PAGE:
Once the course ended, it took a few months of telling five-minute stories at Toronto open mics for me to feel ready to tell my menopause story. I penned a sixty-minute, one-woman show about my experience with misdiagnosis and menopause and called it Hysterical Woman! A popular Toronto storytelling show accepted an excerpt and booked me for their first show of the 2020 season.
So there I was, January 2020, at the Burdock Brewery with stage lights in my eyes. I’d rehearsed my fifteen-minute piece for two weeks straight. When I’m finally called on stage, I float past the crowd and up the steps, palms sweating, heart palpitating. I get my first laugh in the first thirty seconds. The adrenaline rush invigorates me. The laughs keep coming, charging me with electricity which further fuels my delivery.
I don’t remember most of this performance because my mind was screaming, “I can’t believe this is happening!” When I wrapped up and stepped off stage to applause, two producers I’d never met booked me for paid shows on the spot. Then a swarm of people approached me to tell me their own stories of doctors and misdiagnosis.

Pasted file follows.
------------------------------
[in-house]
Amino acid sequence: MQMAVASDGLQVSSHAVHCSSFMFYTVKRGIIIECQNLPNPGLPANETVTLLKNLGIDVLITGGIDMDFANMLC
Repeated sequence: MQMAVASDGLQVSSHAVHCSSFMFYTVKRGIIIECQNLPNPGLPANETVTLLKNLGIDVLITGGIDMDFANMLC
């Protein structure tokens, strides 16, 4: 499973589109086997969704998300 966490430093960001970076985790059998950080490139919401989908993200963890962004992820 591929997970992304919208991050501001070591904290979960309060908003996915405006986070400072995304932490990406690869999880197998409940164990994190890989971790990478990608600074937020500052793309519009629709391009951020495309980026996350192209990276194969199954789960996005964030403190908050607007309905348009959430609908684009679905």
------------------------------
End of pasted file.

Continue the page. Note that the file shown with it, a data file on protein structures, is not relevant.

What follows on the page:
For the next two nights, I couldn’t sleep. I was high on adrenaline. This was more exciting and more healing than I could have imagined.
Then the pandemic hit. Soon after, all my booked performances were postponed indefinitely. Most storytelling shows moved online and although this shift expanded my audience from Toronto to the whole world, telling stories into my laptop camera does not have the exchange of energy I thrive on as a storyteller. I hope 2022 will allow me to return to the stage. In the meantime, laughter continues to heal me more fully than any doctors or any therapy ever could.
Listen to Set Shuter read “Delivering the Tragic.”